Davis Vetoes Increases in Workers’ Compensation Benefits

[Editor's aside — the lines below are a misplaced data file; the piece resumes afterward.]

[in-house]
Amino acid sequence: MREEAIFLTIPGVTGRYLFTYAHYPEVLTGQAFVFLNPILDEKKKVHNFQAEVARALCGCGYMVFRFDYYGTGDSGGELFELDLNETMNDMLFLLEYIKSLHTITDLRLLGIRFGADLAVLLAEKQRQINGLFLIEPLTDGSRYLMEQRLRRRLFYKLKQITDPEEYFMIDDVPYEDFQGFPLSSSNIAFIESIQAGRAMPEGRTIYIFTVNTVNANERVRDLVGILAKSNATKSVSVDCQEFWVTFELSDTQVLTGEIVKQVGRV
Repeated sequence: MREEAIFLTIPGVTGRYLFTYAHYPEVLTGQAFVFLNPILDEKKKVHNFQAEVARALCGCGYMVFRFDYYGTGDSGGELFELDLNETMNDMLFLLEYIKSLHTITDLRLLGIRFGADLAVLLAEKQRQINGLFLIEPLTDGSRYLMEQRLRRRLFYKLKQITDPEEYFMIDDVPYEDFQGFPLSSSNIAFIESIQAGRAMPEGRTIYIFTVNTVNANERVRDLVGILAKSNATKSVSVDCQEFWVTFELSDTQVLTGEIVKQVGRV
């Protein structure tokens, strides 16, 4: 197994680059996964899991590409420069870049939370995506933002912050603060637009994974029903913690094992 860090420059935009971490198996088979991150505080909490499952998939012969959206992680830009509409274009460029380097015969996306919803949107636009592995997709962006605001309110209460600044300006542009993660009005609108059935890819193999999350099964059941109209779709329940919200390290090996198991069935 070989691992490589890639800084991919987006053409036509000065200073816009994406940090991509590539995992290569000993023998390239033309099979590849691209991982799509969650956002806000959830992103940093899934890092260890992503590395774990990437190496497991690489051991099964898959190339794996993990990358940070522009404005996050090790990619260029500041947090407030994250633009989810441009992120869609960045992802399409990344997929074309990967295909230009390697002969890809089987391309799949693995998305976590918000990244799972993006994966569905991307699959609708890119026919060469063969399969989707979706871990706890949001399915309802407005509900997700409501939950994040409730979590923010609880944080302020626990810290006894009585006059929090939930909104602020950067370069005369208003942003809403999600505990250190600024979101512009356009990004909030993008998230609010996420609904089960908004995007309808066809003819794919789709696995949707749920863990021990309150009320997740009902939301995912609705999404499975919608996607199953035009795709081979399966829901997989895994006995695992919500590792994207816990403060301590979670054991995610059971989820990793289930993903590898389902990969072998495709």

Facing the Oct. 14 deadline to sign bills passed in the most recent legislative session, Gov. Gray Davis (D) rejected legislation that would have increased benefits under state workers' compensation laws, the New York Times reports. The bill, SB 71, sponsored by state Sen. John Burton (D-San Francisco), would have raised the cap on payments to injured workers from $490 a week to $651 a week (Nieves, New York Times, 10/16). In addition, the legislation would have increased benefits for "partial disabilities" from $230 to $270 a week (Sanders, Sacramento Bee, 10/16). In his veto message, Davis said that he "strongly" supported increased benefits, but could not sign the bill "in these shaky economic times." Analysts estimated that the bill would have increased costs for businesses by $2.5 billion to $3.7 billion (Milbourn, Orange County Register, 10/16). According to Burton, the bill would have saved employers $1 billion in expenses "in return" for the increased benefits (Lucas, San Francisco Chronicle, 10/16). Davis "urged" the state Legislature to draft a "comprehensive bill" for the next legislative session. However, Burton "may not wait for the legislative solution" and introduce the measure as a ballot initiative (Orange County Register, 10/16). Davis, who has vetoed workers' compensation bills for the past three years, also rejected a companion bill (AB 1176), sponsored by Assembly member Thomas Calderon (D-Montebello) (Sacramento Bee, 10/16).This is part of the California Healthline Daily Edition, a summary of health policy coverage from major news organizations. Sign up for an email subscription.